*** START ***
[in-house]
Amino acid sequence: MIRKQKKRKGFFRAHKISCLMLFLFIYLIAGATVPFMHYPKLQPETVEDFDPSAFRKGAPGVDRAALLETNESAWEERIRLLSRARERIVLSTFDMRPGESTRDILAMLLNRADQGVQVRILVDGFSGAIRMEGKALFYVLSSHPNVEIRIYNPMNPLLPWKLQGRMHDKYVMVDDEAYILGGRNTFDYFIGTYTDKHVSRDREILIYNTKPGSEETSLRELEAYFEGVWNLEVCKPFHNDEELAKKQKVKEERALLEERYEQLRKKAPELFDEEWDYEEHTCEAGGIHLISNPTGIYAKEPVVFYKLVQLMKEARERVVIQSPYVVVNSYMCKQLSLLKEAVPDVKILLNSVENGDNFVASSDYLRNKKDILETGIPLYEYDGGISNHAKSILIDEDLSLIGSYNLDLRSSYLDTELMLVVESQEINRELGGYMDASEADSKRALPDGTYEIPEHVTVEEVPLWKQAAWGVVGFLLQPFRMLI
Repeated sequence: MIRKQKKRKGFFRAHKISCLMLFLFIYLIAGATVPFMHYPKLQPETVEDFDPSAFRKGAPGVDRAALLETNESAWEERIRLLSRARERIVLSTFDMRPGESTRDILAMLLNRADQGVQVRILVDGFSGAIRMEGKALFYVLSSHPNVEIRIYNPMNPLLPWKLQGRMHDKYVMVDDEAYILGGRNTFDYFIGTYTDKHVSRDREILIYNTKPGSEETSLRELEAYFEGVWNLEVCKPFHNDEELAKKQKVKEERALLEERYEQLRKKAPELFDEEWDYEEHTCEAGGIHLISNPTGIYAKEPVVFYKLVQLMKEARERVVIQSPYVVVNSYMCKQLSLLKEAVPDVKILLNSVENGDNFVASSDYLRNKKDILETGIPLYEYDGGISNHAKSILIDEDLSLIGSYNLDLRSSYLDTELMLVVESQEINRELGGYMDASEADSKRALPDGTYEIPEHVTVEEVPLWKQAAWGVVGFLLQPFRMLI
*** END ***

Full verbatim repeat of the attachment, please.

[in-house]
Amino acid sequence: MIRKQKKRKGFFRAHKISCLMLFLFIYLIAGATVPFMHYPKLQPETVEDFDPSAFRKGAPGVDRAALLETNESAWEERIRLLSRARERIVLSTFDMRPGESTRDILAMLLNRADQGVQVRILVDGFSGAIRMEGKALFYVLSSHPNVEIRIYNPMNPLLPWKLQGRMHDKYVMVDDEAYILGGRNTFDYFIGTYTDKHVSRDREILIYNTKPGSEETSLRELEAYFEGVWNLEVCKPFHNDEELAKKQKVKEERALLEERYEQLRKKAPELFDEEWDYEEHTCEAGGIHLISNPTGIYAKEPVVFYKLVQLMKEARERVVIQSPYVVVNSYMCKQLSLLKEAVPDVKILLNSVENGDNFVASSDYLRNKKDILETGIPLYEYDGGISNHAKSILIDEDLSLIGSYNLDLRSSYLDTELMLVVESQEINRELGGYMDASEADSKRALPDGTYEIPEHVTVEEVPLWKQAAWGVVGFLLQPFRMLI
Repeated sequence: MIRKQKKRKGFFRAHKISCLMLFLFIYLIAGATVPFMHYPKLQPETVEDFDPSAFRKGAPGVDRAALLETNESAWEERIRLLSRARERIVLSTFDMRPGESTRDILAMLLNRADQGVQVRILVDGFSGAIRMEGKALFYVLSSHPNVEIRIYNPMNPLLPWKLQGRMHDKYVMVDDEAYILGGRNTFDYFIGTYTDKHVSRDREILIYNTKPGSEETSLRELEAYFEGVWNLEVCKPFHNDEELAKKQKVKEERALLEERYEQLRKKAPELFDEEWDYEEHTCEAGGIHLISNPTGIYAKEPVVFYKLVQLMKEARERVVIQSPYVVVNSYMCKQLSLLKEAVPDVKILLNSVENGDNFVASSDYLRNKKDILETGIPLYEYDGGISNHAKSILIDEDLSLIGSYNLDLRSSYLDTELMLVVESQEINRELGGYMDASEADSKRALPDGTYEIPEHVTVEEVPLWKQAAWGVVGFLLQPFRMLI